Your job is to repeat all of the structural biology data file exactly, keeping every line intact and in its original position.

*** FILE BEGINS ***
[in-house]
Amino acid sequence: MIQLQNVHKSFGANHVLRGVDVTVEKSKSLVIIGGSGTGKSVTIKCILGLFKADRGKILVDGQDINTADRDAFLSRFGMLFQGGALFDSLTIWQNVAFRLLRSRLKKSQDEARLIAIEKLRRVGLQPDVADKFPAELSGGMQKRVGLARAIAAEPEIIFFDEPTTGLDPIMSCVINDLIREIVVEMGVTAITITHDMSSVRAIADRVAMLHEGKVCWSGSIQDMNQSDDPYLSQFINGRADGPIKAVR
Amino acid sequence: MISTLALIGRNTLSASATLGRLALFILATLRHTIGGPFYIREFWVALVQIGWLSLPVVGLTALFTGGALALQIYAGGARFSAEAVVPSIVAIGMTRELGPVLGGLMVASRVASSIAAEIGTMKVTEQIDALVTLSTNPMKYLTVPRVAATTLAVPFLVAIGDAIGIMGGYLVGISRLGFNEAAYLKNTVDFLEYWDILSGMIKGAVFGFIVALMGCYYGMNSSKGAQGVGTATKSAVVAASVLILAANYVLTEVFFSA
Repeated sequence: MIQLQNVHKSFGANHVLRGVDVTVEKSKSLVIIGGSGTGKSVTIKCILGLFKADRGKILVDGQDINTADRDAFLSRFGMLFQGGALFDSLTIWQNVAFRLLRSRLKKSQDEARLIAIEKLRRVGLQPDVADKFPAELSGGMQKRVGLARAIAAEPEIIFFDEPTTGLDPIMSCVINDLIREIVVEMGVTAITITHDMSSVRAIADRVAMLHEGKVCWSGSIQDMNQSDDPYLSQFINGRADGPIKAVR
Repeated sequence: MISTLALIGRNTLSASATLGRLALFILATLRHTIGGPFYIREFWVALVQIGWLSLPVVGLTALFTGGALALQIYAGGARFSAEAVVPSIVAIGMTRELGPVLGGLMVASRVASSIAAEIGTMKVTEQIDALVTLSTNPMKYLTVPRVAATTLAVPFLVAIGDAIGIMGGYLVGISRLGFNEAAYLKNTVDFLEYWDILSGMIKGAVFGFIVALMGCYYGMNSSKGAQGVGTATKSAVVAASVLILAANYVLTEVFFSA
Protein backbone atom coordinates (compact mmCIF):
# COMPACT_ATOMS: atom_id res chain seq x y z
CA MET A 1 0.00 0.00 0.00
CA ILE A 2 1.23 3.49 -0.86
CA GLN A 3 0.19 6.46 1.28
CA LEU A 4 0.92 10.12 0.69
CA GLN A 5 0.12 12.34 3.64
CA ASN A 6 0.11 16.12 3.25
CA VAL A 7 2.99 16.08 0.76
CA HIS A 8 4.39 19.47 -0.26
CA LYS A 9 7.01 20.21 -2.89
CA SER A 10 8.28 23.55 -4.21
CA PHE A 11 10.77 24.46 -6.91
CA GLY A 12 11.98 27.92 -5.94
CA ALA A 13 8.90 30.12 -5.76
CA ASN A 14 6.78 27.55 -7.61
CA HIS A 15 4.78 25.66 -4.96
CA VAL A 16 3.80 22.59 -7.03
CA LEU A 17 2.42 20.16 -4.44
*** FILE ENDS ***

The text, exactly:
[in-house]
Amino acid sequence: MIQLQNVHKSFGANHVLRGVDVTVEKSKSLVIIGGSGTGKSVTIKCILGLFKADRGKILVDGQDINTADRDAFLSRFGMLFQGGALFDSLTIWQNVAFRLLRSRLKKSQDEARLIAIEKLRRVGLQPDVADKFPAELSGGMQKRVGLARAIAAEPEIIFFDEPTTGLDPIMSCVINDLIREIVVEMGVTAITITHDMSSVRAIADRVAMLHEGKVCWSGSIQDMNQSDDPYLSQFINGRADGPIKAVR
Amino acid sequence: MISTLALIGRNTLSASATLGRLALFILATLRHTIGGPFYIREFWVALVQIGWLSLPVVGLTALFTGGALALQIYAGGARFSAEAVVPSIVAIGMTRELGPVLGGLMVASRVASSIAAEIGTMKVTEQIDALVTLSTNPMKYLTVPRVAATTLAVPFLVAIGDAIGIMGGYLVGISRLGFNEAAYLKNTVDFLEYWDILSGMIKGAVFGFIVALMGCYYGMNSSKGAQGVGTATKSAVVAASVLILAANYVLTEVFFSA
Repeated sequence: MIQLQNVHKSFGANHVLRGVDVTVEKSKSLVIIGGSGTGKSVTIKCILGLFKADRGKILVDGQDINTADRDAFLSRFGMLFQGGALFDSLTIWQNVAFRLLRSRLKKSQDEARLIAIEKLRRVGLQPDVADKFPAELSGGMQKRVGLARAIAAEPEIIFFDEPTTGLDPIMSCVINDLIREIVVEMGVTAITITHDMSSVRAIADRVAMLHEGKVCWSGSIQDMNQSDDPYLSQFINGRADGPIKAVR
Repeated sequence: MISTLALIGRNTLSASATLGRLALFILATLRHTIGGPFYIREFWVALVQIGWLSLPVVGLTALFTGGALALQIYAGGARFSAEAVVPSIVAIGMTRELGPVLGGLMVASRVASSIAAEIGTMKVTEQIDALVTLSTNPMKYLTVPRVAATTLAVPFLVAIGDAIGIMGGYLVGISRLGFNEAAYLKNTVDFLEYWDILSGMIKGAVFGFIVALMGCYYGMNSSKGAQGVGTATKSAVVAASVLILAANYVLTEVFFSA
Protein backbone atom coordinates (compact mmCIF):
# COMPACT_ATOMS: atom_id res chain seq x y z
CA MET A 1 0.00 0.00 0.00
CA ILE A 2 1.23 3.49 -0.86
CA GLN A 3 0.19 6.46 1.28
CA LEU A 4 0.92 10.12 0.69
CA GLN A 5 0.12 12.34 3.64
CA ASN A 6 0.11 16.12 3.25
CA VAL A 7 2.99 16.08 0.76
CA HIS A 8 4.39 19.47 -0.26
CA LYS A 9 7.01 20.21 -2.89
CA SER A 10 8.28 23.55 -4.21
CA PHE A 11 10.77 24.46 -6.91
CA GLY A 12 11.98 27.92 -5.94
CA ALA A 13 8.90 30.12 -5.76
CA ASN A 14 6.78 27.55 -7.61
CA HIS A 15 4.78 25.66 -4.96
CA VAL A 16 3.80 22.59 -7.03
CA LEU A 17 2.42 20.16 -4.44